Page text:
U.S. equities closed fractionally higher on Monday amid geopolitical tensions while investors looked ahead to the start of earnings season.
The Dow Jones industrial average gained less than 10 points, with Caterpillar contributing the most gains.
Quincy Krosby, market strategist at Prudential Financial, said trading volumes may be low this week given the Easter holiday on Sunday. "Low volumes tend to skew market moves," she said. But "I think it would be healthy for the market to finish flat this week given the events in Syria."
The S&P 500 closed about 0.1 percent, with energy rising more than 0.75 percent to lead advancers. Energy stocks received a boost from oil, which rose 1.61 percent to settle at $53.08 per barrel after Libya's largest oilfield was shut down.
Oil prices have rebounded more than 9 percent over the past month. Chris Bertelsen, CIO at Aviance Capital Management, said he expects oil to remain around $50 in the near-term. "The Saudis think of their own interests, and with the Saudi Aramco IPO coming, it benefits them to have oil north of $50," he said. Bertelsen added he sees oil hovering below $50 after the IPO.
The Nasdaq composite advanced 0.1 percent higher. The three major indexes traded slightly lower earlier in the session.
"Until we get into earnings season, I don't think we're going to do much of anything. I think we're just stuck in the middle of a range," said Peter Cardillo, chief market economist at First Standard Financial.
"Of course, there are still a lot of geopolitical tensions out there, but the market could also be responding to the lack of fireworks" from the U.S.-China meeting last week, Cardillo said.
President Donald Trump and Chinese President Xi Jinping met at the Mar-a-Lago in Florida last week, in which the two leaders struck a friendly note. Some market participants looked at the meeting as a potential risk for stocks.
Investors also contended with a U.S. airstrike on a Syrian airfield late Thursday and, on Saturday, a U.S. official told Reuters that a U.S. Navy strike group will be moving close to the Korean peninsula as a show of force.
"The equity markets escaped through a minefield of potentially damaging economic and geopolitical news and events last week to finish the period little changed," Bruce Bittles, chief investment strategist at Baird, said in a note.
"The geopolitical developments add a level of uncertainty but could serve the markets well by keeping investor confidence from gaining too strong a foothold," Bittles said.
But Sam Stovall of CFRA Research noted Monday that "shock" events like the Syria attack don't typically derail a bull market's long-term outlook. That's why the market was able to quickly recover, the analyst said.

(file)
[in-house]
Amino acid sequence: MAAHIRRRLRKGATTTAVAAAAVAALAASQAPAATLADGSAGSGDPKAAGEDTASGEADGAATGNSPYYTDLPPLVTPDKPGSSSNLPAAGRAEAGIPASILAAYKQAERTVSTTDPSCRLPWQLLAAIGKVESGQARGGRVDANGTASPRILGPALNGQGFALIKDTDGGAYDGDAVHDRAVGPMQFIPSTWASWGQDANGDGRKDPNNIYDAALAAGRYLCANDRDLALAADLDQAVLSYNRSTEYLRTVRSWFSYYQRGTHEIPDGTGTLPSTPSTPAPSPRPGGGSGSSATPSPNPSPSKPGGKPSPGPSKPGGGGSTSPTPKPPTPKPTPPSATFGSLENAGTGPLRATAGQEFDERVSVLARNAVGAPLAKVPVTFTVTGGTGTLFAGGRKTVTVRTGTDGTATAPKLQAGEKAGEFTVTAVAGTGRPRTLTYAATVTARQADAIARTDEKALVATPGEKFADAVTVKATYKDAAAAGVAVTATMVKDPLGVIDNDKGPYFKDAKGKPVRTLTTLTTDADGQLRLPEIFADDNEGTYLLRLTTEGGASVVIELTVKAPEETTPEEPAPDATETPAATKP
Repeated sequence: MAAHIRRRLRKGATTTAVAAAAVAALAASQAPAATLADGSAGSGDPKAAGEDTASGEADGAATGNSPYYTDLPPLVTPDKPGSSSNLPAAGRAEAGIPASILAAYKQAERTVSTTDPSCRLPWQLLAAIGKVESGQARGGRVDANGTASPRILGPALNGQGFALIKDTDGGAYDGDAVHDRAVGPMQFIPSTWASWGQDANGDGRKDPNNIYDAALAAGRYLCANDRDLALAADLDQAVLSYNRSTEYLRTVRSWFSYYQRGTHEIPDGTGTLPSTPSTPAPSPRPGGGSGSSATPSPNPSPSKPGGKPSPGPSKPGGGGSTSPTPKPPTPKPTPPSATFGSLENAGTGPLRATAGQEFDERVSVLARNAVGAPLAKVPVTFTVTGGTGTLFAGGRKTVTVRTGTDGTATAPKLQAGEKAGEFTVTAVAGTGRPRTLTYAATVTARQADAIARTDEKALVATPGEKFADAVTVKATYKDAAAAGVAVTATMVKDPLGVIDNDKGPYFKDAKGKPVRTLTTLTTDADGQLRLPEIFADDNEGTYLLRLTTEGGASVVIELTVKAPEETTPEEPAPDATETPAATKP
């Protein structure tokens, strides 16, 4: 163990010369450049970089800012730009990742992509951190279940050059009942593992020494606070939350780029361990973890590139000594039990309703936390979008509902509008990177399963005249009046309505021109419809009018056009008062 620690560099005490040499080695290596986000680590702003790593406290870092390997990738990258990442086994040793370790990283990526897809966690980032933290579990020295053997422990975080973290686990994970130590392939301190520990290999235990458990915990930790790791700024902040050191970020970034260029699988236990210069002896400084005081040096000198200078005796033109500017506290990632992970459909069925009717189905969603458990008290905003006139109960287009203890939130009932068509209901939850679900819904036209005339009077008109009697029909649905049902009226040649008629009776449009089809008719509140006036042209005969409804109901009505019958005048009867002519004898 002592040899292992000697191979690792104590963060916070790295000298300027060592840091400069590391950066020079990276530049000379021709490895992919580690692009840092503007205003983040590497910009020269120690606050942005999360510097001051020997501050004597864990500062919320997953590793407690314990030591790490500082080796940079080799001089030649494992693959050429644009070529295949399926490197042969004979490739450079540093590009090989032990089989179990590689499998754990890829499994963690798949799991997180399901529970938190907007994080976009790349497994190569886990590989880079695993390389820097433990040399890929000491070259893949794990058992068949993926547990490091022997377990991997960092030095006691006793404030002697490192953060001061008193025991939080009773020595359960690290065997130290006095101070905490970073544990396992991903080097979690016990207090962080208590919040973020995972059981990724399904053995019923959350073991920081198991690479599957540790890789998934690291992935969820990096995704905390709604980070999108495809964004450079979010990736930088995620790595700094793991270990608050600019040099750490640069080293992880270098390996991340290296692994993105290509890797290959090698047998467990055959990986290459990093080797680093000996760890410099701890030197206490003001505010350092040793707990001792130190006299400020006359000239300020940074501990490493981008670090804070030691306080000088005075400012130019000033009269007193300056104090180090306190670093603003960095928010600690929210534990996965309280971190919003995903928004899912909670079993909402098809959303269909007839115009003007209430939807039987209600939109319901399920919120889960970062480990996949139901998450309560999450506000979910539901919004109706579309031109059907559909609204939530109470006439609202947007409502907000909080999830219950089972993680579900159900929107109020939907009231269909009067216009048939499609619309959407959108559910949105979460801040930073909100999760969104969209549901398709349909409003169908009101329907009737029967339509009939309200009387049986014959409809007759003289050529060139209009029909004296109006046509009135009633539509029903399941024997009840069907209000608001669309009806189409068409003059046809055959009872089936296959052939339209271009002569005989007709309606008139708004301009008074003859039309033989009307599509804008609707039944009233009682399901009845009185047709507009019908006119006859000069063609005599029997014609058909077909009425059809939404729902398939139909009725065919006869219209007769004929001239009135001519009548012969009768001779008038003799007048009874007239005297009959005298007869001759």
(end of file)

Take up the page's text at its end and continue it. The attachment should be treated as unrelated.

Stocks got off to a roaring start this year, posting solid gains for the first quarter. That said, the surge in stock prices has increased valuation concerns ahead of a highly anticipated earnings season. JPMorgan Chase, Wells Fargo and Citigroup are among the companies set to report this week.
"At least right now, what I'm most interested in this week is hearing from the bank CEO's who report earnings on Thursday," said Peter Boockvar, chief market analyst at The Lindsey Group. "Are companies tapping the capital markets instead of utilizing bank loans? Are companies just lessening their demand for credit because of already high leverage ratios?"
Overseas, European equities ended mostly flat, with the pan-European Stoxx 600 index closing just below breakeven. In Asia, stocks closed mixed, with the Nikkei 225 rising 0.71 percent and the Shanghai composite dropping 0.5 percent.
The Dow Jones industrial average rose 1.92 points, or 0.01 percent, to close at 20,658.02, with Caterpillar leading advancers and Merck the top decliner.
The gained 1.62 points, or 0.07 percent, to end at 2,357.16, with energy leading six sectors higher and telecommunications lagging.
The Nasdaq advanced 3.11 points, or 0.5 percent, to close at 5,880.93.
About two stocks advanced for every decliner at the New York Stock Exchange, with an exchange volume of 661.82 million and a composite volume of 2.777 billion at the close.
The CBOE Volatility Index (VIX), widely considered the best gauge of fear in the market, traded near 14.1.
Correction: A previous version of this story misspelled Stovall.
On tap this week:
What to Watch
4:10 p.m. Fed Chair Janet Yellen delivers remarks at the University of Michigan Ford School of Public Policy
6:00 a.m. NFIB survey
10:00 a.m. JOLTS
1:45 p.m. Minneapolis Fed President Neel Kashkari
Earnings: Fastenal, Shaw Communications, Pier 1 Imports
8:30 a.m. Import prices
2:00 p.m. Federal budget
Earnings: Citigroup, JPMorgan Chase, Wells Fargo, PNC Financial, Taiwan Semiconductor, First Republic Bank, Commerce Bancshares, Apogee, Infosys
8:30 a.m. Jobless claims
8:30 a.m. PPI
U.S. markets closed
8:30 a.m. Retail sales
8:30 a.m. CPI
10:00 a.m. Consumer sentiment
10:00 a.m. Business inventories